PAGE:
Table of Contents:
- The rain needs to ease, but not go away
- The flip side of the same coin
Southern crops just might get the Hair-of-the-Dog syndrome.
Southern farming is just plain risky. I’d say about as risky as any farming between the Earth’s poles.
About this time most summers, we talk about the haves and have-nots, meaning some folks get the famous and usually much craved afternoon showers our humidity can thunderhead up. But this year, everybody’s got a good taste of the rain. Some’s gotten more than their fill for now, dealing with the hangover of too much, staring the bartender in the face and saying “No mas!”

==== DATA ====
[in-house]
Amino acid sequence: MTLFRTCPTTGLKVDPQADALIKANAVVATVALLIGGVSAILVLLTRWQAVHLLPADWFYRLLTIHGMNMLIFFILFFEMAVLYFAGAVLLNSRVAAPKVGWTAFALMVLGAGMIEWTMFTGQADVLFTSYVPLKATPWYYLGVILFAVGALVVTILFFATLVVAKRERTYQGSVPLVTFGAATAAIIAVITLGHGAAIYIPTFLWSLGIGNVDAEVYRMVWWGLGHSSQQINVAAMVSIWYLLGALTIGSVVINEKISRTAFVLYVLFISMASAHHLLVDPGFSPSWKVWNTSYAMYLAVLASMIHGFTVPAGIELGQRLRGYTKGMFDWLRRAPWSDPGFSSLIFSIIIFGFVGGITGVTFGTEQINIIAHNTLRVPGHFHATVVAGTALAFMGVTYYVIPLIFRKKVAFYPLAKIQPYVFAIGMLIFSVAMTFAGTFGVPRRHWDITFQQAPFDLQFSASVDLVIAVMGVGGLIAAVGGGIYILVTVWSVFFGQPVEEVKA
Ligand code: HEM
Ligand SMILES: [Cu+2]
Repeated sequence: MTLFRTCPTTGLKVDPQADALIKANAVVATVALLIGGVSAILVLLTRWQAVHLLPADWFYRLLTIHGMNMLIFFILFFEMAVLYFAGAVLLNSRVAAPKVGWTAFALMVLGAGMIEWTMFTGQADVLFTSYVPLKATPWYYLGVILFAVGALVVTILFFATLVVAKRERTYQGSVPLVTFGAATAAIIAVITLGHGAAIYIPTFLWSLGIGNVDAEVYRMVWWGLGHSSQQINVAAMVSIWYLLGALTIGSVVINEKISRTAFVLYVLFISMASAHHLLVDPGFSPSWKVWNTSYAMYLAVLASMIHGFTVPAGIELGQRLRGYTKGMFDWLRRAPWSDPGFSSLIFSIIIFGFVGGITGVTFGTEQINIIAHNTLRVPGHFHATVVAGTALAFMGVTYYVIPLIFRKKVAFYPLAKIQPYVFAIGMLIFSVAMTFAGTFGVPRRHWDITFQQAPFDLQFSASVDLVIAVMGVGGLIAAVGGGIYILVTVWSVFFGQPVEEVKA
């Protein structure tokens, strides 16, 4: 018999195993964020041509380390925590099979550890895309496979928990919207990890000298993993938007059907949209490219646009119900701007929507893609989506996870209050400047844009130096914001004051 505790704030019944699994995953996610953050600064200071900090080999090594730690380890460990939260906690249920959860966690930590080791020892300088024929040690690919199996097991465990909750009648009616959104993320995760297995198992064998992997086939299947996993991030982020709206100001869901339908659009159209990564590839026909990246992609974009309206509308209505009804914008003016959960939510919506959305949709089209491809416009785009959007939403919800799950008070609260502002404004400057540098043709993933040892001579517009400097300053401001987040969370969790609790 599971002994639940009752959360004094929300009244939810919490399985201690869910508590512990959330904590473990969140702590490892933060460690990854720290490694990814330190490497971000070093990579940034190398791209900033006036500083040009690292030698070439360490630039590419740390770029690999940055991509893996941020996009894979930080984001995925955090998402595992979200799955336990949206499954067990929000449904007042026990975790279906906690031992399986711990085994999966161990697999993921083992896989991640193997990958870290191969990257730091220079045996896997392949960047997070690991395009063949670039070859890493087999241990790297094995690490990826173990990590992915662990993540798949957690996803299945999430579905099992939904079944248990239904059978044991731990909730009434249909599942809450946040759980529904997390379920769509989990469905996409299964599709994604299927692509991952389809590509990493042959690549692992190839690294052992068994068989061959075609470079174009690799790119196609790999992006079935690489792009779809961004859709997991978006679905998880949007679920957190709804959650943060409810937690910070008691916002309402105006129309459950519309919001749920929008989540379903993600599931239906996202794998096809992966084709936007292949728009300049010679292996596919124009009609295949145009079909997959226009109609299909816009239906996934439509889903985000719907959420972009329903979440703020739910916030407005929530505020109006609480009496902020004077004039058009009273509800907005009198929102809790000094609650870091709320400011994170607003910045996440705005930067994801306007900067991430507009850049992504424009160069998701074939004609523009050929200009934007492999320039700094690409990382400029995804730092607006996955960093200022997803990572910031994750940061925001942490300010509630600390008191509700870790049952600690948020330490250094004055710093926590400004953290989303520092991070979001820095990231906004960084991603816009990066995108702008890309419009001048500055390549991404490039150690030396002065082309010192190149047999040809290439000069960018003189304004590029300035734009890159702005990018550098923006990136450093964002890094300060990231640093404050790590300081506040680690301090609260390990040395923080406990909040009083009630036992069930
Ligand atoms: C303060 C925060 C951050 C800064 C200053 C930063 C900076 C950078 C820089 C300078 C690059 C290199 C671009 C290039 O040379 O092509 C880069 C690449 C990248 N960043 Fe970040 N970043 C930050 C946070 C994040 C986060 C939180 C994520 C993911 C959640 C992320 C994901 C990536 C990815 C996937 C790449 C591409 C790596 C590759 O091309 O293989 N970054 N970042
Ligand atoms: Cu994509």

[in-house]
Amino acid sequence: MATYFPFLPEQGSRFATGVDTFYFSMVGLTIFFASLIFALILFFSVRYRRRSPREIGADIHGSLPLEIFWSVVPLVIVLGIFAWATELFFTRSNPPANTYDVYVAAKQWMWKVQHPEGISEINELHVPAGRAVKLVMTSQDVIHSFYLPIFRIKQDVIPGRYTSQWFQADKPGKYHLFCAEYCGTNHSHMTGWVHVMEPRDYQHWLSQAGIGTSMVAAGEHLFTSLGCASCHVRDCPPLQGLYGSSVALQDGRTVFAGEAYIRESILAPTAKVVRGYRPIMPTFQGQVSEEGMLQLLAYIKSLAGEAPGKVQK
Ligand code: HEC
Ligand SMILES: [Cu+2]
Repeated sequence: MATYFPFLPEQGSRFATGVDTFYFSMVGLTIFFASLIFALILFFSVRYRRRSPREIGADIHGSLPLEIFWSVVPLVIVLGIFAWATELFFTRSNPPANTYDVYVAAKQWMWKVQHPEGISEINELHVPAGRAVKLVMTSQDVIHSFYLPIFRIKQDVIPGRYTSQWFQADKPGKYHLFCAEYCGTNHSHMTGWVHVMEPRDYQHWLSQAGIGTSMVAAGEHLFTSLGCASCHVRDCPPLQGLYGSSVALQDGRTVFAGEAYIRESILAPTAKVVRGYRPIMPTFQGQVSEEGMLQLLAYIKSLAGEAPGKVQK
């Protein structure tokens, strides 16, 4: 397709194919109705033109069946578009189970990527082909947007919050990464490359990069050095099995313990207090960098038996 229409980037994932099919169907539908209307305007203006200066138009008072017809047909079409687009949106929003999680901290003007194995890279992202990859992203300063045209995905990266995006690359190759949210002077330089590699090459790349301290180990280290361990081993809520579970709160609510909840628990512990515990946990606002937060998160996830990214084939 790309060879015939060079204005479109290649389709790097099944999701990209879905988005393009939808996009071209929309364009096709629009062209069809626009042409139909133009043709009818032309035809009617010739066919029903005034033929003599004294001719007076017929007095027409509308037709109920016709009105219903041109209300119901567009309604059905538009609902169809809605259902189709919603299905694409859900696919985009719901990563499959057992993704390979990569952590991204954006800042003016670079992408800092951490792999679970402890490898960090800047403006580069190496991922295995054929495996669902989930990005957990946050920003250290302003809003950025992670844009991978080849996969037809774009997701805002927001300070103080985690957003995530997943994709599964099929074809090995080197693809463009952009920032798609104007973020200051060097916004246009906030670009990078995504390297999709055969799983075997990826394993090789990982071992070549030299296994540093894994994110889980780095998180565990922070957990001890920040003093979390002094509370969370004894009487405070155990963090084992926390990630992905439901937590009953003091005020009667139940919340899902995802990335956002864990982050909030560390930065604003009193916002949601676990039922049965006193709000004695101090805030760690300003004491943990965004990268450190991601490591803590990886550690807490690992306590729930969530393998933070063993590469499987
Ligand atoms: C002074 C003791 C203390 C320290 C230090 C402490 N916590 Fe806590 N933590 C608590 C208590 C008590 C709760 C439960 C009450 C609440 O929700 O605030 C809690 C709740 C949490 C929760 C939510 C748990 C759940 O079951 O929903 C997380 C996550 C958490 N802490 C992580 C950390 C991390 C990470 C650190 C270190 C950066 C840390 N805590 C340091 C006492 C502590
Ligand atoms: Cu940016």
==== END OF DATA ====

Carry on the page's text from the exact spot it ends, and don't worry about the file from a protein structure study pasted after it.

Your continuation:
Funny thing is some of our Southern crops just might get the Hair-of-the-Dog syndrome. (And for those not familiar with that, well, the nice way to explain: The liquid that got you in trouble last night and setting your head pounding in the morning is the easy way to relief the next morning – if you can stomach it.
It’s happening now. On my way to the Southern Peanut Growers Conference, I saw plenty of washed out fields in south Georgia and north Florida. Saw plenty of good ones too. Saw fields washed out with standing water in the middles and good early planted cotton doing just fine across the road.
But if and when the sun starts beating down the next day and the next and the next, well, situations change. The coin flips. But the odds are the same.